Figure 4 — The tree of Mesozoic mammals. There were a lot of mammal groups alive in the Mesozoic era (251 million to 66 million years ago). The most common fossils we find are teeth, and these become more complex with time. Mammals after the K–Pg extinction are usually called Palaeogene mammals. (Image adapted from Luo (2007). Morganucodon teeth: courtesy of A. J. Smith. Simpsonodon teeth: Kermack et al. (1987). Rugosodon teeth: Yuan et al. (2013). Eomaia jaw: Ji et al. (2002).

Morganucodonta:

The morganucodontans include many of the very first mammal species. They probably evolved somewhere in the northern landmasses in the late Triassic, and by the early Jurassic period they were more or less globally widespread. There are very few complete skeletons preserved, but those that are tell us that morganucodontans were mouse- to rat-sized (weighing up to 200 grams), and were accomplished insect eaters. They are best known from their distinctive molar teeth, which had three cusps (the pointed protrusions on the surface of the teeth) in a row (Figure 4).

Docodonta:

The docodonts are an especially interesting mammal group. They lived from the middle Jurassic to the early Cretaceous, and most were rat- to ferret-sized. They had more-complex molar teeth than most other early mammals (Figure 4), with shearing and grinding surfaces that evolved again in later mammal groups. They are an offshoot of mammals that did not leave any surviving descendants, but what makes them so fascinating is their wide range of lifestyles. Finds from China reveal that some docodontans evolved to be aquatic, like otters, and may have eaten small fish. Others were specialist diggers, like the modern mole, whereas yet others were tree-dwellers and may have eaten sap (Figure 5). This proves that mammals were flourishing to exploit different opportunities in their ecosystems (see below), adding to our understanding of the diversity of early mammal groups.

Multituberculates:

The multituberculates are named after the multiple ‘tubercles’ (bumps) on their molar teeth (Figure 4). They had very rodent-like skulls, and their teeth were especially effective at grinding food. Most were mouse- to rat-sized, with a few larger species the size of a domestic cat. Multituberculates are some of the longest-lasting mammals in Earth’s history; appearing in the middle Jurassic, they survived the extinction of the dinosaurs and other giant reptiles (the K–Pg extinction, see below), and persisted until around 40 million years ago.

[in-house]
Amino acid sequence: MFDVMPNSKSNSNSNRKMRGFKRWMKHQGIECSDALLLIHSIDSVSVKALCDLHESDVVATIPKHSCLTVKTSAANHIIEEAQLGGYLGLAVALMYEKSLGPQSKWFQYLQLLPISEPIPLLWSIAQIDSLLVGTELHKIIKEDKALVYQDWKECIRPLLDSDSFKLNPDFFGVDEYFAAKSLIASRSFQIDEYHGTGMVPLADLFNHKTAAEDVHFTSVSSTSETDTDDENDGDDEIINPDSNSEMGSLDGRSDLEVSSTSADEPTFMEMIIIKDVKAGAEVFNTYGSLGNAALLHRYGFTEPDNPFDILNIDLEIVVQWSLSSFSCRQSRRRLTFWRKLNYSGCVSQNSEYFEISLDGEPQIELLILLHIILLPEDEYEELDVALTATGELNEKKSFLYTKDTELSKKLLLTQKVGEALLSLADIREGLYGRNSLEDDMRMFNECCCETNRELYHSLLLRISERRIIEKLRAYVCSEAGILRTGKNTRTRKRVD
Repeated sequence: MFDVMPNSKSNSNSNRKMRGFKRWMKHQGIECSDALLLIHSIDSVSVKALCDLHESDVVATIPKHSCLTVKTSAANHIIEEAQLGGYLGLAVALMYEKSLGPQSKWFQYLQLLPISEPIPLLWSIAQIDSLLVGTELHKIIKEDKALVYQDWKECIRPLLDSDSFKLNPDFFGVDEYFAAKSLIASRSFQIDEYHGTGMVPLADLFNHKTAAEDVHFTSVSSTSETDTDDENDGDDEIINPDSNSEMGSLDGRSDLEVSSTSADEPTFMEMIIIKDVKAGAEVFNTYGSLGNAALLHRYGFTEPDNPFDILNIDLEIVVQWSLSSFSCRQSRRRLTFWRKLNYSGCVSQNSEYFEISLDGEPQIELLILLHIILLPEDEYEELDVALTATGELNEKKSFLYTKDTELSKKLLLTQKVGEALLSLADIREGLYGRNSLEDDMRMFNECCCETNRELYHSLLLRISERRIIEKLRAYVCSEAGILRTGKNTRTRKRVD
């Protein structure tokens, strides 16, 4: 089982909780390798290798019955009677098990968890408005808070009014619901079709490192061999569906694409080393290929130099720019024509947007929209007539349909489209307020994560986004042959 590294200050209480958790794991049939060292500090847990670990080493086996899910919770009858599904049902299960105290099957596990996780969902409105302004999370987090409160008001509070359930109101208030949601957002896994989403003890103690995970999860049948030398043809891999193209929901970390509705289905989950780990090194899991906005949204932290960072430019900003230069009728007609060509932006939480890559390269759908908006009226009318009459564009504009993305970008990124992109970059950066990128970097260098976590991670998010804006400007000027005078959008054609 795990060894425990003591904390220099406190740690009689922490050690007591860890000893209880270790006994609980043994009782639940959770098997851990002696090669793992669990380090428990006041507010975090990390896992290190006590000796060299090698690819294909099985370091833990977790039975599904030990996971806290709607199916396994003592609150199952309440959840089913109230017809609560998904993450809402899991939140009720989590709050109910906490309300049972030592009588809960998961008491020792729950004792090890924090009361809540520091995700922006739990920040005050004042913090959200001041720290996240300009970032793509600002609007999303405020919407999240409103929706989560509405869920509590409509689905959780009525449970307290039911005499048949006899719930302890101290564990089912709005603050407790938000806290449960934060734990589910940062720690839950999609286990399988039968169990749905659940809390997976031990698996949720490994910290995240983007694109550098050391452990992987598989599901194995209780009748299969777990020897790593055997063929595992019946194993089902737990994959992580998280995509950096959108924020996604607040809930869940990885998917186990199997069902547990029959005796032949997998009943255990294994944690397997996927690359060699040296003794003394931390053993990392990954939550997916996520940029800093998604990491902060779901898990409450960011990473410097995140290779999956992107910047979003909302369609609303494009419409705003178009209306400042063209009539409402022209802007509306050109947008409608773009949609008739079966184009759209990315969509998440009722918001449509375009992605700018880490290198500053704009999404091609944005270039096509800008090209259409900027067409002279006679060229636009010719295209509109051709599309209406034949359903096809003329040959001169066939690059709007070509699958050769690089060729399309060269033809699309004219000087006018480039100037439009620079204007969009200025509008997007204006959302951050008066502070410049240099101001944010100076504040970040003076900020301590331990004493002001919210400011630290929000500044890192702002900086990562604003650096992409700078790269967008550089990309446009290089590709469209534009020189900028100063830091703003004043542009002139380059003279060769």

Eutherians:

Humans belong to the group Eutheria, and our origins stretch back into the time of dinosaurs (Figure 4). Eutherian mammals are placental, meaning that they feed their developing baby in the womb through a placenta, and give birth to live young rather than laying eggs. They have unique characters in their skeleton that distinguish them from other mammal groups. One of the earliest known eutherian fossils is Eomaia scansoria, which means ‘Dawn mother who climbs’ (Figure 5).

The latest fossil evidence — ecological diversity:

Until recently, most early mammal fossils were just individual teeth and jaws, with very few whole skeletons preserved. As a result, people generally thought that all early mammals were very similar: small, more or less mouse-like in appearance and mainly insectivorous.

However, in the past 20 years there have been many new fossil discoveries, particularly from China (Figure 5). Some of these are complete skeletons, even showing impressions of fur. These fossils tell us that there was a lot more to early mammals than palaeontologists previously suspected. By the Cretaceous, some mammals were up to the size of a badger; some ate fish, others fruit, and some even ate baby dinosaurs!

We now know there were species that could glide, such as Volaticotherium, using a flap of skin between the arm and leg like a flying squirrel does today. There were swimmers such as Castorocauda, which had a flattened tail like an otter, and mole-like diggers such as Docofossor. These first mammals were exploiting different ecological niches in the environment. The changes that took place in their skeletons (see above) allowed them to adapt to unique ecological niches. This proves that although reptiles such as dinosaurs were the biggest animals on Earth in the Triassic, Jurassic and Cretaceous, mammals were very successful too, living alongside the dinosaurs for millions of years and eventually outlasting them.